The Cancer Prevention and Research Institute of Texas (CPRIT) on Wednesday made a major funding announcement, stating that the institute issued 17 new cancer research and development-related grants totaling $86 million in funding. The 17 grants span a broad spectrum of different cancer research and treatment initiatives, both by academic institutions and the private sector.
Six of the grants from CPRIT were awarded through the institute’s product development program, with the other eleven grants being approved by its research program for the advancement of research at various Texas institutes. The majority of funding went toward supporting oncology-focused research and development in the private sector, with Texas-based companies and a few oncology-focused companies relocating to Texas receiving approximately $63.2 million of the $86 million in total funds. CPRIT has indicated that this funding will go towards supporting a range of product development sectors and initiatives among the private sector recipients, including therapeutics, devices, and drug development.
On the research side, grants totaled approximately $22.9 million in order to support the continuation of CPRIT-funded multi-investigator research projects and research training programs that are already well-established and in place. These multi-investigator research grants are designed to fund collaborative projects for the development of new therapies, imaging methods, and diagnostic techniques for diagnosing and treating cancer, as well as offering funding in the form of training grants to fund programs that support the development of qualified future cancer scientists. Virtually every major biotech and life sciences academic research institution in Texas made the list.
CPRIT also indicated that the institute’s Oversight Committee reviewed and approved all of these new grants.
The following is a list provided by CPRIT detailing all of the new grants, and the organizations involved:
Grants For Company Product Development:
- DNAtrix, Inc., Clinical development and commercialization of oncolytic adenovirus for treating malignant glioma – Houston, three years, $10,813,623* requested. This project supports development of a modified version of the adenovirus for treating glioblastoma, the most aggressive type of brain cancer, without harming the brain or producing side effects that can arise from chemotherapy. BioNews Texas has covered this research by DNATrix. Read about it here.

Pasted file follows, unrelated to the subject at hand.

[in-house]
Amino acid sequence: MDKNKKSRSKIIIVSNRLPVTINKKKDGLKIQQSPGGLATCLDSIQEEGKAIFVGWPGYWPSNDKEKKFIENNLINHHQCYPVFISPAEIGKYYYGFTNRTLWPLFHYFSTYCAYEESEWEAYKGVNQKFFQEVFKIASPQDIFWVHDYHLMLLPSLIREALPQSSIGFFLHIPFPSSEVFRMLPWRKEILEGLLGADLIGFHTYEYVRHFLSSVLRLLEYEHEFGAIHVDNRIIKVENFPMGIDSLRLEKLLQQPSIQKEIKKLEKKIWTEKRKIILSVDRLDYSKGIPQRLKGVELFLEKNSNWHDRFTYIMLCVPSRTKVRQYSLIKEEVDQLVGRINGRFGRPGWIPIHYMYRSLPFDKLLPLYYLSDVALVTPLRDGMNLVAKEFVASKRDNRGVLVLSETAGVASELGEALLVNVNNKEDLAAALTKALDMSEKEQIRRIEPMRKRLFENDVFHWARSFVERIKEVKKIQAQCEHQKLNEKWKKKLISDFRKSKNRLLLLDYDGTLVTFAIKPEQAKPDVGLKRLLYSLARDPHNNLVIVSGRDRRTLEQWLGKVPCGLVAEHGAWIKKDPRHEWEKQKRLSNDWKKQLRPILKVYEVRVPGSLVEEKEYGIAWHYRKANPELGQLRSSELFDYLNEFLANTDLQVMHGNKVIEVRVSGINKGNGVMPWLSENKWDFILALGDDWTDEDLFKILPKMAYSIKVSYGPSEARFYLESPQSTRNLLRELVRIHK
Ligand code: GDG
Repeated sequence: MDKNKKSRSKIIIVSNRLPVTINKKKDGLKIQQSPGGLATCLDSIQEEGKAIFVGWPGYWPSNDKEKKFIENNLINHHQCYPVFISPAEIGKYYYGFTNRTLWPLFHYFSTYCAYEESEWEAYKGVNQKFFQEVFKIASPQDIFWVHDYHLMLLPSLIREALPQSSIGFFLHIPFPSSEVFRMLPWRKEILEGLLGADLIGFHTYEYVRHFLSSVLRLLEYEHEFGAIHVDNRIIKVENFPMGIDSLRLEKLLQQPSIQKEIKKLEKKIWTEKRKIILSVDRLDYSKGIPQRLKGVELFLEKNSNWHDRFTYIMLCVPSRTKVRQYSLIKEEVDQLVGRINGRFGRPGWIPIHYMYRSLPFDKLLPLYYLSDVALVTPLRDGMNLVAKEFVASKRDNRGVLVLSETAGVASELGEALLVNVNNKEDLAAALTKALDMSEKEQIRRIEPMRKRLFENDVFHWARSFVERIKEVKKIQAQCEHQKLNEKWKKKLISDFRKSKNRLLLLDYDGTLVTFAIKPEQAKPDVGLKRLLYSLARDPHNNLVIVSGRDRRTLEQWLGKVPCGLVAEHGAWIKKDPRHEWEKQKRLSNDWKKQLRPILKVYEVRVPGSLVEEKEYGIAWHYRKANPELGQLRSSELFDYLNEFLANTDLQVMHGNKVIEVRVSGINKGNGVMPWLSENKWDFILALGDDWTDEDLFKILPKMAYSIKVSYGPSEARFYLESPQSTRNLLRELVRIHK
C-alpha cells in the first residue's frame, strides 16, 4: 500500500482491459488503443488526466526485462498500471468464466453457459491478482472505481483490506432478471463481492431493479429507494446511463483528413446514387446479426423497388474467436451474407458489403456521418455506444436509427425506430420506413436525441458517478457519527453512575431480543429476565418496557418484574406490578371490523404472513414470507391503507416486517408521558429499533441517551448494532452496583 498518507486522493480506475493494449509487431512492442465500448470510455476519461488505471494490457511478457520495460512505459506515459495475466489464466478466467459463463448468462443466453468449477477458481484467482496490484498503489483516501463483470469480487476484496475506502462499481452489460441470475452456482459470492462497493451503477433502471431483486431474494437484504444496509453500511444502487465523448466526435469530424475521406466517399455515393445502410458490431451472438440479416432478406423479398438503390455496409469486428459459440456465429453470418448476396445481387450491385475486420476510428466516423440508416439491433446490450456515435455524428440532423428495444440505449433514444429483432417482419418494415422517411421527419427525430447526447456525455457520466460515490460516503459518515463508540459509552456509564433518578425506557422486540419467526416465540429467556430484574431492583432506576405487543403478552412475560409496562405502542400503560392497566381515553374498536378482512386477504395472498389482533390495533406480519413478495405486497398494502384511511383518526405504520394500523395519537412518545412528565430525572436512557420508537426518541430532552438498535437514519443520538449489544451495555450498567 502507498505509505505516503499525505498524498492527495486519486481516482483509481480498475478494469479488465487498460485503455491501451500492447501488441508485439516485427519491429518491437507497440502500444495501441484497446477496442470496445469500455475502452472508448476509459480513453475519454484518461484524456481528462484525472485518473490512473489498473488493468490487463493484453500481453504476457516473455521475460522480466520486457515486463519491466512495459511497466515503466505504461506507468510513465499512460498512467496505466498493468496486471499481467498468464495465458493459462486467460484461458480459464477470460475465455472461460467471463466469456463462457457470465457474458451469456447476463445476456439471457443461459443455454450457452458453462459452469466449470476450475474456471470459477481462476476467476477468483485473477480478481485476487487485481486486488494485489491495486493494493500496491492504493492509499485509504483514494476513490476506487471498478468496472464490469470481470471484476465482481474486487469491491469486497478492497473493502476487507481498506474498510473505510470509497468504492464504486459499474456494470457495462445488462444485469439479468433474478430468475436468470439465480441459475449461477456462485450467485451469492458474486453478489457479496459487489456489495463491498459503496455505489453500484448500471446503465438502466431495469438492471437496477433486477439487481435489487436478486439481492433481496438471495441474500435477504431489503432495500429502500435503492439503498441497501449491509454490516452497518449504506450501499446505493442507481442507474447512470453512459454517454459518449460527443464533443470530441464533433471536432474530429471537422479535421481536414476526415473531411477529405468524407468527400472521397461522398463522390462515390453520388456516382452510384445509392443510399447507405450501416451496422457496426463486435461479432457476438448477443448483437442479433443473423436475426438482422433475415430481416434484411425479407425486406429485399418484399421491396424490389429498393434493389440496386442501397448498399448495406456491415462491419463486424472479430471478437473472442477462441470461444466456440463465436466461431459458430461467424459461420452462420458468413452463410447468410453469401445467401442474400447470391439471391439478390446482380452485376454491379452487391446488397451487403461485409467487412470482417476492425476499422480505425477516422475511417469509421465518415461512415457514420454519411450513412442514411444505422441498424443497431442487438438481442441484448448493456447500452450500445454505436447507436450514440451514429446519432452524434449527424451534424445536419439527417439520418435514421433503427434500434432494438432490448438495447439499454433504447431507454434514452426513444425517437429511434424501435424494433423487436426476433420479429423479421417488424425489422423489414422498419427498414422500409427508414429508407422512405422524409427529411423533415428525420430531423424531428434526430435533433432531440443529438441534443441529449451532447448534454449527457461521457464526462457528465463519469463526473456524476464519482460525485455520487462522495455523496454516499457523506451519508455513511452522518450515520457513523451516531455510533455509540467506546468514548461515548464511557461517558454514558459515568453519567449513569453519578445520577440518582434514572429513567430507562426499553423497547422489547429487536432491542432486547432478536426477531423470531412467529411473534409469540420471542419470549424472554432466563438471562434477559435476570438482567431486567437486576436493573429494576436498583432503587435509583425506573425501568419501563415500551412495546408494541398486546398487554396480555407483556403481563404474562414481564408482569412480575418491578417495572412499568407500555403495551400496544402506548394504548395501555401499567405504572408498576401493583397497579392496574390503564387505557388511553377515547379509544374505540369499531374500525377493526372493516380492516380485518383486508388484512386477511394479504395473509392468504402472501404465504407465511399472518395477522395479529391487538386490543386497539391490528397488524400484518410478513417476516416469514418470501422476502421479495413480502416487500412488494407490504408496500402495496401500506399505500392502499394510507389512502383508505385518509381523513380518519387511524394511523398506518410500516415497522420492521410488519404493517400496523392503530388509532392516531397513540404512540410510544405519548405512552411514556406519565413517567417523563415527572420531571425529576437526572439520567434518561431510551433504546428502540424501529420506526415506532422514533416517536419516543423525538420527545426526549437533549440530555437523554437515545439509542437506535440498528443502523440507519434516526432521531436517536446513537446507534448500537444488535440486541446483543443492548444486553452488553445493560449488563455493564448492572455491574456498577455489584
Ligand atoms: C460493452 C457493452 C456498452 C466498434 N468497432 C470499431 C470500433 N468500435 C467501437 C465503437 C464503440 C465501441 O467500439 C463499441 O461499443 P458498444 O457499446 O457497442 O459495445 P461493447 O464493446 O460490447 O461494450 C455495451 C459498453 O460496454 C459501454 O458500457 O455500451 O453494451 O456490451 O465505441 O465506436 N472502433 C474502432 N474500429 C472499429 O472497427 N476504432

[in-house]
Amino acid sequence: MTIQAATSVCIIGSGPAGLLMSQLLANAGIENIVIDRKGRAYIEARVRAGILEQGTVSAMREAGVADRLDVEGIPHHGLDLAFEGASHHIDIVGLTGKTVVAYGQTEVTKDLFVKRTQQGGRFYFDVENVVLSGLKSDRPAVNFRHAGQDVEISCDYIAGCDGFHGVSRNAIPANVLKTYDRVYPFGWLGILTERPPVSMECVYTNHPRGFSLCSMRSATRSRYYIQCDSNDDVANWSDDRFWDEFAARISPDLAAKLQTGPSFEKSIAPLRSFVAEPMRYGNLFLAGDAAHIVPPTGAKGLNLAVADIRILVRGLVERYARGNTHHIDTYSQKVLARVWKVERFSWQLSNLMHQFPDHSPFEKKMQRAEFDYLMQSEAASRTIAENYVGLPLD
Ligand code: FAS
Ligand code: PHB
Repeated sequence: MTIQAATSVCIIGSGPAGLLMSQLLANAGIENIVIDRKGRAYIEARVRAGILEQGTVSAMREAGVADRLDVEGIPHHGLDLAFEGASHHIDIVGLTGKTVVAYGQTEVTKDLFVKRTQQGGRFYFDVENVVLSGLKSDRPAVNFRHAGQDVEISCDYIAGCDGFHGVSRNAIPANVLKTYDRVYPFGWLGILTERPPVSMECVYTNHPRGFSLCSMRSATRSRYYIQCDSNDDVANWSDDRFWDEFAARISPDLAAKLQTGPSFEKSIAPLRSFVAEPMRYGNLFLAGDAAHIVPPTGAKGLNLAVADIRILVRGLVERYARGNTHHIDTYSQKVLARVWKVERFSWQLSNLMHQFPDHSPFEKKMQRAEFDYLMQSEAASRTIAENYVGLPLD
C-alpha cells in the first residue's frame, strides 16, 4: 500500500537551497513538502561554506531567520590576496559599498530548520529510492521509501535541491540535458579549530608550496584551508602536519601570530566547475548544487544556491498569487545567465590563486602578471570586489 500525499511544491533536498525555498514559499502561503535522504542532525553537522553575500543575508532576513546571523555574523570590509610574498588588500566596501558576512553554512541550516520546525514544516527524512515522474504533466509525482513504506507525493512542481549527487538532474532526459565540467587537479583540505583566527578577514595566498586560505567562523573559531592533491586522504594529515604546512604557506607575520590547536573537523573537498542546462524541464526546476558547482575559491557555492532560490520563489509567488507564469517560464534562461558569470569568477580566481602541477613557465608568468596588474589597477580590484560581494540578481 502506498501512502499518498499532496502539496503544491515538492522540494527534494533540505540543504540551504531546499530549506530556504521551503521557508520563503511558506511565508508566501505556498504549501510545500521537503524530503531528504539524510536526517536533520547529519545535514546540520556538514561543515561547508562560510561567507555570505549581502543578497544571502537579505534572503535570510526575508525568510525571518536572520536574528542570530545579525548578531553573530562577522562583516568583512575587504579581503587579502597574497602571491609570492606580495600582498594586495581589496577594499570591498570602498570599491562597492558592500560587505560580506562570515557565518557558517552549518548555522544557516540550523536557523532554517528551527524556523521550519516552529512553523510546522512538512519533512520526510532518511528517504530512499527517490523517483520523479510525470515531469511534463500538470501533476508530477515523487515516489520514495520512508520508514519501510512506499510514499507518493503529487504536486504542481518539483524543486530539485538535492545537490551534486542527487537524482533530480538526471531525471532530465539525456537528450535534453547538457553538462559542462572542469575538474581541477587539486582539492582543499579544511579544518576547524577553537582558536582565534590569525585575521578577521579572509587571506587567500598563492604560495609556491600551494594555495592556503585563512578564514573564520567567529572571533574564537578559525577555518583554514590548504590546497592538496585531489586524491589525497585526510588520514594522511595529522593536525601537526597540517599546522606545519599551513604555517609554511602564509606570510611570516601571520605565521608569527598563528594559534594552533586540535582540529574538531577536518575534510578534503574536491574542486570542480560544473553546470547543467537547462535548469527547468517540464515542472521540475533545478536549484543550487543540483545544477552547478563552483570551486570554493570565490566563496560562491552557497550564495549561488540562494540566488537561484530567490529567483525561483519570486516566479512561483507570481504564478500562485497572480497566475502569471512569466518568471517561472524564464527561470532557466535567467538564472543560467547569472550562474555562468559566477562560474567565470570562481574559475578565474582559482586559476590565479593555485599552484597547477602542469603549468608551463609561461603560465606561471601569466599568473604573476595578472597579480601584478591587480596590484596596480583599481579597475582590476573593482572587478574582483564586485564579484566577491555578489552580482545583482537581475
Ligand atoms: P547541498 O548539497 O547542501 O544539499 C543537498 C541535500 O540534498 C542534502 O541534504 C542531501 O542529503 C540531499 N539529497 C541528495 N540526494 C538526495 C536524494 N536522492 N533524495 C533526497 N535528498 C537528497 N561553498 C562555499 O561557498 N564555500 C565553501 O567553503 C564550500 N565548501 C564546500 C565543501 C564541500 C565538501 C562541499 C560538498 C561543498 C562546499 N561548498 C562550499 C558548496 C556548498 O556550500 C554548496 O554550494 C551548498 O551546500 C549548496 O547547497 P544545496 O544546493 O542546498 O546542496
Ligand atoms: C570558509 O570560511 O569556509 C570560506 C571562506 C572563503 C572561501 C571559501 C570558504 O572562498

- ProPep Surgical, Real-time nerve identification for robotic surgery – Austin, three years, $4,435,857* requested. This project supports studies to test the clinical utility of a nerve monitoring system and determine if the system results in improved urinary and fecal continence following robotic-assisted surgery for cervical, prostate, and colon cancer. The goal is to reduce the incidence of nerve damage responsible for serious side effects associated with these surgeries.
Company Formation Grants:
- CerRx Inc., Novel ceramide-modulating therapeutics for cancer use – Lubbock, three years, $6,000,000*requested. CerRx will conduct a clinical trial with drugs that cause cancer cells to die by tricking them into overproducing ceramides, lipid compounds used in the formation of cell membranes, which are toxic in high doses. This is a revolutionary new treatment approach likely to be effective against many types of cancers that are resistant to current therapies.
Company Relocation Grants:
- Beta Cat Pharmaceuticals, Developing to clinical proof of concept drugs that inhibit a novel cancer cell target – relocating from Gaithersburg, MD, three years, $15,908,085* requested. Beta Cat specializes in developing targeted cancer therapies. It produces novel cancer drugs that attack molecular targets never before addressed clinically. The company will transition from a virtual to a “bricks and mortar” company located in Texas.
- ESSA Pharma Inc., Androgen receptor n-terminus blocker program for prostate cancer – relocating fromVancouver, British Columbia, three years, $12,000,000* requested. ESSA develops drugs aimed at blocking the hormone-fueled growth of prostate cancer tumors that may overcome all known mechanisms for hormone-therapy resistance thereby allowing men with recurrent prostate cancer to enjoy more progression-free years than current therapy offers.
- ProNAi Therapeutics, Inc., Phase II clinical studies for a first-in-class bcl-2 cancer drug – relocating from Plymouth, MI, three years, $14,000,000* requested. ProNAi is developing an anti-cancer therapy using the technology of DNA interference to silence cancer causing genes. The drug being developed consists of a DNA core surrounded by a protective “shell” that turns off genes causing certain leukemias. The company plans to relocate its corporate offices to Texas to unite with its existing Texas-based scientific operations with the funding, infrastructure and talent available in Texas to advance this and other novel treatments for cancer.
*Maximum amount to be funded upon successful completion of all milestones
Awarded Research Grants:
Multi-Investigator Research Award Continuation Grants for Years Four and Five:
- The University of Texas Medical Branch at Galveston, Comparative Effectiveness Research on Cancer inTexas – $3,231,048